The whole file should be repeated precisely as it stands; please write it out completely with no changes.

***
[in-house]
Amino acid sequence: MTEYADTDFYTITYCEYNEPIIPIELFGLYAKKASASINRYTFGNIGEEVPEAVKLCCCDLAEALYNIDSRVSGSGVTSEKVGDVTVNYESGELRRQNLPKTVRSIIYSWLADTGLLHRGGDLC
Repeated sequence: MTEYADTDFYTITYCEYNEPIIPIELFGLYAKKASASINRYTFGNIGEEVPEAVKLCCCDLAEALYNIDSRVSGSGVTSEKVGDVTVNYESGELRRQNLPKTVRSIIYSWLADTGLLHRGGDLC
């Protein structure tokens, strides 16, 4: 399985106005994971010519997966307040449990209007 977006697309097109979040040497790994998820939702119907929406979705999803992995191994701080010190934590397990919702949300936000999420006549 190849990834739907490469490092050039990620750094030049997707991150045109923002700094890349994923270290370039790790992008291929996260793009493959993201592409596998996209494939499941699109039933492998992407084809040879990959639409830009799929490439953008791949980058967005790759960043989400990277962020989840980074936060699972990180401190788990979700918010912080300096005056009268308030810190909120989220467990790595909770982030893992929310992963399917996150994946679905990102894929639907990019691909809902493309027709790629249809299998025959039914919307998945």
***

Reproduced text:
[in-house]
Amino acid sequence: MTEYADTDFYTITYCEYNEPIIPIELFGLYAKKASASINRYTFGNIGEEVPEAVKLCCCDLAEALYNIDSRVSGSGVTSEKVGDVTVNYESGELRRQNLPKTVRSIIYSWLADTGLLHRGGDLC
Repeated sequence: MTEYADTDFYTITYCEYNEPIIPIELFGLYAKKASASINRYTFGNIGEEVPEAVKLCCCDLAEALYNIDSRVSGSGVTSEKVGDVTVNYESGELRRQNLPKTVRSIIYSWLADTGLLHRGGDLC
């Protein structure tokens, strides 16, 4: 399985106005994971010519997966307040449990209007 977006697309097109979040040497790994998820939702119907929406979705999803992995191994701080010190934590397990919702949300936000999420006549 190849990834739907490469490092050039990620750094030049997707991150045109923002700094890349994923270290370039790790992008291929996260793009493959993201592409596998996209494939499941699109039933492998992407084809040879990959639409830009799929490439953008791949980058967005790759960043989400990277962020989840980074936060699972990180401190788990979700918010912080300096005056009268308030810190909120989220467990790595909770982030893992929310992963399917996150994946679905990102894929639907990019691909809902493309027709790629249809299998025959039914919307998945």